Published: 2017-08-27 16:36
Last Updated: 2017-08-27 16:38
Today marks 50 years since the Israeli government issued Military Order 101, a “draconian law” that punishes peaceful Palestinian political expression in the occupied West Bank for decades, Amnesty International said in a statement marking the anniversary, 27 August.
Under the order, unless an Israeli military commander provides authorization in advance, Palestinians in the West Bank are not allowed to attend or organize a procession, assembly, or vigil of 10 or more people for a political purpose.
This includes an event or where a political speech is being made, “or for a matter that may be construed as political, or even to discuss such a subject,” according to the human rights NGO.
The order has enabled Israeli authorities arrest and detain hundreds of thousands of Palestinians over the last few decades, simply for attending peaceful protests that were deemed by Israeli forces to be political.
Amnesty International drew attention to the cases of Hebron-based lawyer Farid al-Atrash and Issa Amro, founder of the Hebron-based group Youth Against Settlements, both of whom have been arrested for attending a peaceful protest in February 2016.
The two are facing a number of charges, one of which is “participation in a march without a permit,” which Amnesty International noted is not an internationally recognized criminal offence.
“The right to freedom of peaceful assembly, along with the rights to freedom of expression and association, are enshrined in human rights treaties to which Israel is a party, including the International Covenant on Civil and Political Rights,” the statement said.
Military order 101 also prohibits the display of flags or emblems, and the publication of any politically significant document or emblem is banned without permission from the Israeli military commander.
“Over the last 50 years, Palestinians have been arrested and detained for displaying a poster in a room, if it was deemed political, and for raising the Palestinian flag,” the statement said.
In the case of Issa Amro, Amnesty International noted one of the charges against him was for attending a protest “without a permit” while wearing a T-shirt with “I have a dream” written on it, and waving the Palestinian flag.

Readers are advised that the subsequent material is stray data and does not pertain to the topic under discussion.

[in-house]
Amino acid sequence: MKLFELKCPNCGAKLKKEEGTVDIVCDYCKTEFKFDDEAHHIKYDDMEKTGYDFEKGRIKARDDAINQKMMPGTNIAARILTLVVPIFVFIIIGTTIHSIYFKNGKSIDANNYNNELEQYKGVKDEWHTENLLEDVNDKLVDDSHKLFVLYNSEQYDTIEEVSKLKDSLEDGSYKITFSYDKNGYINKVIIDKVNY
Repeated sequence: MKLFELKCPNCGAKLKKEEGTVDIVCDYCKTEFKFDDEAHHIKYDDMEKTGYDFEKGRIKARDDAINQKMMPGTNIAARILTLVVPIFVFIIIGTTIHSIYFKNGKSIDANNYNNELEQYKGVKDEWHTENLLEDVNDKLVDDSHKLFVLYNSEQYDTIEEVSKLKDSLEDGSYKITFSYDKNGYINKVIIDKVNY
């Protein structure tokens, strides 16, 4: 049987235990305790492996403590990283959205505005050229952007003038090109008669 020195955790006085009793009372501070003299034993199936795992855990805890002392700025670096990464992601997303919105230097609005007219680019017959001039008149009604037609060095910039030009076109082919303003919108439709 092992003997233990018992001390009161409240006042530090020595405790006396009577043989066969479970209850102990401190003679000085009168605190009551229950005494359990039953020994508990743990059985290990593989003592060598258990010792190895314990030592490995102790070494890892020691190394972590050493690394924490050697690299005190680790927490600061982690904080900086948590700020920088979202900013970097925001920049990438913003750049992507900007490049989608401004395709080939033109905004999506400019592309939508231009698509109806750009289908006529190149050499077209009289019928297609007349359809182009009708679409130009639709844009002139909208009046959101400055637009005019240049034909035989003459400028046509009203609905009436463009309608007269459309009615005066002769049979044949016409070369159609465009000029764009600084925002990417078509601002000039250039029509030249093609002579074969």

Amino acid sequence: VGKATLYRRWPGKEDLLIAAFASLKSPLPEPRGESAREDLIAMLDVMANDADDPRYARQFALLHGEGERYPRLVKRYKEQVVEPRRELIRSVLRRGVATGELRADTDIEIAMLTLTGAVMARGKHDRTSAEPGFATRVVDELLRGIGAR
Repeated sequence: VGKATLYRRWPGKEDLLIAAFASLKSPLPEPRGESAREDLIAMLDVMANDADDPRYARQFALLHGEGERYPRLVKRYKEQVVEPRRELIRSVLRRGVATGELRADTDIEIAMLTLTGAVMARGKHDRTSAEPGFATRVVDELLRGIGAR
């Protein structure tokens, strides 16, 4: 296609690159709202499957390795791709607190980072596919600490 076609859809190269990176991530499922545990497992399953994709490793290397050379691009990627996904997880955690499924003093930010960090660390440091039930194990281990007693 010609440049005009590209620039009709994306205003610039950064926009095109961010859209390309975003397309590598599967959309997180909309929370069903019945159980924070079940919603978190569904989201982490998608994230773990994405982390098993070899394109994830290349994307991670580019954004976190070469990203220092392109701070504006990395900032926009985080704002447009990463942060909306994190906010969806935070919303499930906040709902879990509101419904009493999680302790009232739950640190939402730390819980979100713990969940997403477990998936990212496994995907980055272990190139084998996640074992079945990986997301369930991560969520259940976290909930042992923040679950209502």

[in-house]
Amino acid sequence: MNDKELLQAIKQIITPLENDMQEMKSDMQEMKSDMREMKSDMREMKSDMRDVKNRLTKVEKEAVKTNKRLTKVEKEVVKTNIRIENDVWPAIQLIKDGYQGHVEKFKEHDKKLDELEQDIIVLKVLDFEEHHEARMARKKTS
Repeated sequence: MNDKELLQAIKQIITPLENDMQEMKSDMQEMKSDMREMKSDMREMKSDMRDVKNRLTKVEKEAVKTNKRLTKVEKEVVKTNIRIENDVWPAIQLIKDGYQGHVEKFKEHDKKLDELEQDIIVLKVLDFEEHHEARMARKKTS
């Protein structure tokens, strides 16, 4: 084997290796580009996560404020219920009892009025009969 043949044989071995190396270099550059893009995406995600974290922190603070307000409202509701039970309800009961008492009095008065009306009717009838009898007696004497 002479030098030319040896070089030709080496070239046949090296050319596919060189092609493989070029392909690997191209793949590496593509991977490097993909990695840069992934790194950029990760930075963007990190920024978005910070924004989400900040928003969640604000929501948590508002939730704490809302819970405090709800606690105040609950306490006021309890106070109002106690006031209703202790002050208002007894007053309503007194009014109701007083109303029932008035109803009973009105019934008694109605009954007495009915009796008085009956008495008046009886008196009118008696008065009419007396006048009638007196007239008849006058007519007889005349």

Additionally, “verbal or other expressions of support or sympathy for the activities and aims of any organization deemed illegal under military orders is prohibited,” the statement said. Under Israeli law, this includes many Palestinian political parties and student unions.
“Supporting a political party or a student or trade union that Israel deems to be a ‘hostile organization,’ by waving a flag, singing a hymn, or chanting a slogan in a public place, can get you arrested under Military Order 101,” Amnesty International said.
“In some cases, arrest and detention are accompanied by torture and other ill-treatment. Palestinians from all walks of life, including journalists, students, teachers, farmers, politicians, and drivers, have been affected by this order.”
Anyone in breach of Military Order 101 can face imprisonment for up to 10 years and/or a hefty fine, with virtually all cases of Palestinians brought before Israeli military courts reportedly ending in convictions.
“Most convictions are the result of plea bargains. This is because Palestinian defendants know the entire system is so unfair that if they go on trial, they will be convicted and given a longer sentence.”
According to prisoners’ rights group Addameer, 6,128 Palestinians were detained by Israel as of July, 320 of whom were children.